TikTok takes over Indonesia’s Tokopedia in bid to overcome ecommerce rules

ByteDance’s social media company to invest $1.5bn for controlling stake in GoTo unit

ByteDance-owned TikTok has agreed to invest $1.5 billion (€1.4 billion) in a unit of Indonesia’s GoTo in a deal designed to rescue its shopping business in the country two months after the introduction of regulation threatening its ecommerce app.

TikTok will take a controlling 75.01 per cent stake in Tokopedia, an ecommerce unit of GoTo, the Jakarta-listed technology group told investors on Monday in a letter seen by the Financial Times. As part of the transaction, Tokopedia will acquire TikTok Shop’s Indonesia business for $340 million, enlarging its ecommerce platform.

Shares in GoTo fell more than 12 per cent on Monday following news of the TikTok takeover.

The deal comes after Indonesia banned transactions on social media in September, dealing a blow to TikTok’s ecommerce ambitions in one of its largest and most promising markets. TikTok suspended its shopping unit in the country following introduction of the rules.


Analysts said TikTok’s takeover of a local company could provide a template for overcoming regulatory setbacks in other markets, including southeast Asia, Europe and the US. Malaysia and Vietnam have also threatened to impose rules to curb the app.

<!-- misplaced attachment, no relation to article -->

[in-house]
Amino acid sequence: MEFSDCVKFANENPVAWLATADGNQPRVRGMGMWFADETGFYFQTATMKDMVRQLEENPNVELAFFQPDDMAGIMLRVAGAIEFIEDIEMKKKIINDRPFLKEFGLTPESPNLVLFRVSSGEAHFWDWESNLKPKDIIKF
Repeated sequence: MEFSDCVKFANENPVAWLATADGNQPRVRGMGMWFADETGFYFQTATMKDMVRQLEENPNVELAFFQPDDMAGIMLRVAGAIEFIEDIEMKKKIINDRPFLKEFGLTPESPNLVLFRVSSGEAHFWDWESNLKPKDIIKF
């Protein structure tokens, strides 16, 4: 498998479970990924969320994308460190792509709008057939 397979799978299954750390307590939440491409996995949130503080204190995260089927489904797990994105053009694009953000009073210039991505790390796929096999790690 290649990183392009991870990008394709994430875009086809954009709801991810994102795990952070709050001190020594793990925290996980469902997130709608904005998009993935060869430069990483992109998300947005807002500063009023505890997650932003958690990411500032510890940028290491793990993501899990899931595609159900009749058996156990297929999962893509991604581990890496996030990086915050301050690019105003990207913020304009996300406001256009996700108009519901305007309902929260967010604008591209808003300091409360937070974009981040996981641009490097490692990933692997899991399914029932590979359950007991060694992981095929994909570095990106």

“For ByteDance and TikTok it provides a plug-and-play solution to their Indonesia problems,” said Simon Torring, co-founder of Cube Asia, an ecommerce research platform.

“Not only does Tokopedia have a large local merchant base and strong logistics and payments assets that TikTok can leverage ... the company also has deep ties to Indonesia’s regulators and broader government stakeholders, something TikTok has been lacking in the country,” he said.

Indonesia, the world’s fourth-most populous country, with a young, mobile population, was TikTok Shop’s largest market. Chief executive Shou Zi Chew travelled to the country in June, pledging to spend billions of dollars over the next five years.

While not an outright ban on TikTok Shop, the September rules meant companies would have to separate ecommerce transactions from social media content.

Indonesian trade minister Zulkifli Hasan said in September that the regulations aimed to ensure “fair and just” competition and protect user data as well as small and medium-sized bricks-and-mortar vendors in southeast Asia’s biggest economy.

Roshan Raj, head of consultancy Redseer, said the move was a “significant shift” for TikTok Shop after nearly losing access to its most important market.

“Holding a majority stake in the new entity allows TikTok to lead the ecommerce business with little to no interference from its local shareholder,” he said. – Copyright The Financial Times Limited 2023